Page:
Prince Philip was adamant that the German side of his family be represented at his funeral. (PHOTO: Gallo Images/Getty Images)
- Prince Philip’s will must remain sealed for at least 90 years, a judge at London’s High court has ruled.
- The ruling was made in order to maintain “the dignity of the Sovereign” – Her Majesty, Queen Elizabeth.
- Sir Andrew McFarlane is the most senior judge in the family courts and the custodian of a safe containing more than 30 envelopes with the wills of dead royals.
The will of Prince Philip, the late husband of Britain’s Queen Elizabeth, will be sealed and remain private for at least 90 years to preserve the monarch’s dignity, a judge at London’s High Court has ruled.
Philip, the Duke of Edinburgh, who had been married to the 95-year-old British monarch for more than seven decades, died at the age of 99 at his wife’s Windsor Castle home to the west of London on 9 April.
In keeping with a convention dating back to 1910, Andrew McFarlane, the president of the court’s Family Division, said he had agreed Philip’s will should be sealed up “and that no copy of the will should be made for the record or kept on the court file”. He also ruled in favour of the request “to exclude the value of the estate from the grant of probate”.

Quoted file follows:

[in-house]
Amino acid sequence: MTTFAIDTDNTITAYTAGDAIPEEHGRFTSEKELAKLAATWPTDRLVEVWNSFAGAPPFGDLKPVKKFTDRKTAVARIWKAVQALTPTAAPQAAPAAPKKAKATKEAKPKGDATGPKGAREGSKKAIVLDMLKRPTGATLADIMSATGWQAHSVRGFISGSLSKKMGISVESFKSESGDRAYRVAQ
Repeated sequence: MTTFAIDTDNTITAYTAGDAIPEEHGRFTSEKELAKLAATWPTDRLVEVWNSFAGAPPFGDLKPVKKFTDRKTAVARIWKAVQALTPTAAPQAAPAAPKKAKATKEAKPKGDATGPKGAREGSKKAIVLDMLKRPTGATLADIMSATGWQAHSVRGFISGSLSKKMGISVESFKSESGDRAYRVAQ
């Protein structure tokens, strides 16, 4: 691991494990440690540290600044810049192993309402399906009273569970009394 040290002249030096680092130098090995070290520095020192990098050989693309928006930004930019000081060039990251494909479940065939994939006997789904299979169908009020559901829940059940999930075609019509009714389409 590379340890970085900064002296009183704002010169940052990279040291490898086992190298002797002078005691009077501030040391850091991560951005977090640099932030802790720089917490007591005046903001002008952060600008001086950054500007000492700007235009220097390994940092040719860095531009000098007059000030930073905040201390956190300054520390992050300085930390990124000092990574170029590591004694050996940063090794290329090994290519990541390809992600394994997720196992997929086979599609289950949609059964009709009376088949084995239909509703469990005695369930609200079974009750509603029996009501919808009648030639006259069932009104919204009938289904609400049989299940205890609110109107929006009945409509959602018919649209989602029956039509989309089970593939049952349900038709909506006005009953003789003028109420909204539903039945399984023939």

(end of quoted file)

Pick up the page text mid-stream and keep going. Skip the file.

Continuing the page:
“The degree of publicity that publication would be likely to attract would be very extensive and wholly contrary to the aim of maintaining the dignity of the Sovereign,” McFarlane said in a ruling published on Thursday.
He said the convention was that following the death of a senior royal, an application to seal the will was made to the Family Division president, with such hearings and judgments kept private. However, he said “as is plain from this judgment” he considered it was a “necessary and proportionate intrusion into the private affairs of Her Majesty and the Royal Family to make public the fact that an application to seal the will of HRH The Prince Philip… has been made and granted in private, and to explain the underlying reasons.”
The judge said 90 years should pass from the granting of probate before the will should be unsealed in private before possible publication, a period he said was “proportionate and sufficient”.
He said the first royal whose will was sealed was Prince Francis of Teck, who was the younger brother of George V’s wife Queen Mary.
He said he was the custodian of a safe containing more than 30 envelopes with the wills of dead royals.
The most recent additions were made in 2002 following the deaths of Queen Elizabeth’s mother, Elizabeth, and her sister Princess Margaret, he said.